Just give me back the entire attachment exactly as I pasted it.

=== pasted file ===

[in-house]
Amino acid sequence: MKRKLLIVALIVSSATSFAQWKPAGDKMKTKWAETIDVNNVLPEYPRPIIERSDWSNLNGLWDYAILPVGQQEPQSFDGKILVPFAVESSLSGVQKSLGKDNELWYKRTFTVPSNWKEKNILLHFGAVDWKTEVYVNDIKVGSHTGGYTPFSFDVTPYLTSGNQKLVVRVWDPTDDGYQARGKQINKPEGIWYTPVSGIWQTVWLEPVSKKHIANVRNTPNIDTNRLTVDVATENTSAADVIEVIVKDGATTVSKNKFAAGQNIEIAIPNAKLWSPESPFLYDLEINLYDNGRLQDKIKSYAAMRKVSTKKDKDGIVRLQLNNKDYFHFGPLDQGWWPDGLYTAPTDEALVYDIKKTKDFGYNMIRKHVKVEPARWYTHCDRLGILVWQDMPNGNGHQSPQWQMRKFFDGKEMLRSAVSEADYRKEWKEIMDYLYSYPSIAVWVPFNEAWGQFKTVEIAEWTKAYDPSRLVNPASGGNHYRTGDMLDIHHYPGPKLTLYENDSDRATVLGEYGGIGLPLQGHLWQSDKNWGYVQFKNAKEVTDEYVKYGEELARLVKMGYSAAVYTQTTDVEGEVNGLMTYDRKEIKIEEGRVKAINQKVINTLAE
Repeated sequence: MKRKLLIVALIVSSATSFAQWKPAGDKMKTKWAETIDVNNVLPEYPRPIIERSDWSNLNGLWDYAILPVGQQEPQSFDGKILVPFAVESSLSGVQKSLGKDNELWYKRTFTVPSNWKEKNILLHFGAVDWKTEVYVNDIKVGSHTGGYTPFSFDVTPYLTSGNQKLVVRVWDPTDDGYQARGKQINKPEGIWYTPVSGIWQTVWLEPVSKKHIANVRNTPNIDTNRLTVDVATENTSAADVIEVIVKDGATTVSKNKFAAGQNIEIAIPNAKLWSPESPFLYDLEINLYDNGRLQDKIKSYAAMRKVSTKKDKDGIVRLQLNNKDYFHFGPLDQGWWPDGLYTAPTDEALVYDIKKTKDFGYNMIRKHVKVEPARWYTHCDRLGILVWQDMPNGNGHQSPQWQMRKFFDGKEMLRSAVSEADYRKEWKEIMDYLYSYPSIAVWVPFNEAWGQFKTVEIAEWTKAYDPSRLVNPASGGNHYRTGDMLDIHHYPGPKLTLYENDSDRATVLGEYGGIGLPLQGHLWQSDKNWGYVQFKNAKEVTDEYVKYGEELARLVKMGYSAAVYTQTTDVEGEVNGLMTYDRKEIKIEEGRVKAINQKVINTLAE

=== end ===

[in-house]
Amino acid sequence: MKRKLLIVALIVSSATSFAQWKPAGDKMKTKWAETIDVNNVLPEYPRPIIERSDWSNLNGLWDYAILPVGQQEPQSFDGKILVPFAVESSLSGVQKSLGKDNELWYKRTFTVPSNWKEKNILLHFGAVDWKTEVYVNDIKVGSHTGGYTPFSFDVTPYLTSGNQKLVVRVWDPTDDGYQARGKQINKPEGIWYTPVSGIWQTVWLEPVSKKHIANVRNTPNIDTNRLTVDVATENTSAADVIEVIVKDGATTVSKNKFAAGQNIEIAIPNAKLWSPESPFLYDLEINLYDNGRLQDKIKSYAAMRKVSTKKDKDGIVRLQLNNKDYFHFGPLDQGWWPDGLYTAPTDEALVYDIKKTKDFGYNMIRKHVKVEPARWYTHCDRLGILVWQDMPNGNGHQSPQWQMRKFFDGKEMLRSAVSEADYRKEWKEIMDYLYSYPSIAVWVPFNEAWGQFKTVEIAEWTKAYDPSRLVNPASGGNHYRTGDMLDIHHYPGPKLTLYENDSDRATVLGEYGGIGLPLQGHLWQSDKNWGYVQFKNAKEVTDEYVKYGEELARLVKMGYSAAVYTQTTDVEGEVNGLMTYDRKEIKIEEGRVKAINQKVINTLAE
Repeated sequence: MKRKLLIVALIVSSATSFAQWKPAGDKMKTKWAETIDVNNVLPEYPRPIIERSDWSNLNGLWDYAILPVGQQEPQSFDGKILVPFAVESSLSGVQKSLGKDNELWYKRTFTVPSNWKEKNILLHFGAVDWKTEVYVNDIKVGSHTGGYTPFSFDVTPYLTSGNQKLVVRVWDPTDDGYQARGKQINKPEGIWYTPVSGIWQTVWLEPVSKKHIANVRNTPNIDTNRLTVDVATENTSAADVIEVIVKDGATTVSKNKFAAGQNIEIAIPNAKLWSPESPFLYDLEINLYDNGRLQDKIKSYAAMRKVSTKKDKDGIVRLQLNNKDYFHFGPLDQGWWPDGLYTAPTDEALVYDIKKTKDFGYNMIRKHVKVEPARWYTHCDRLGILVWQDMPNGNGHQSPQWQMRKFFDGKEMLRSAVSEADYRKEWKEIMDYLYSYPSIAVWVPFNEAWGQFKTVEIAEWTKAYDPSRLVNPASGGNHYRTGDMLDIHHYPGPKLTLYENDSDRATVLGEYGGIGLPLQGHLWQSDKNWGYVQFKNAKEVTDEYVKYGEELARLVKMGYSAAVYTQTTDVEGEVNGLMTYDRKEIKIEEGRVKAINQKVINTLAE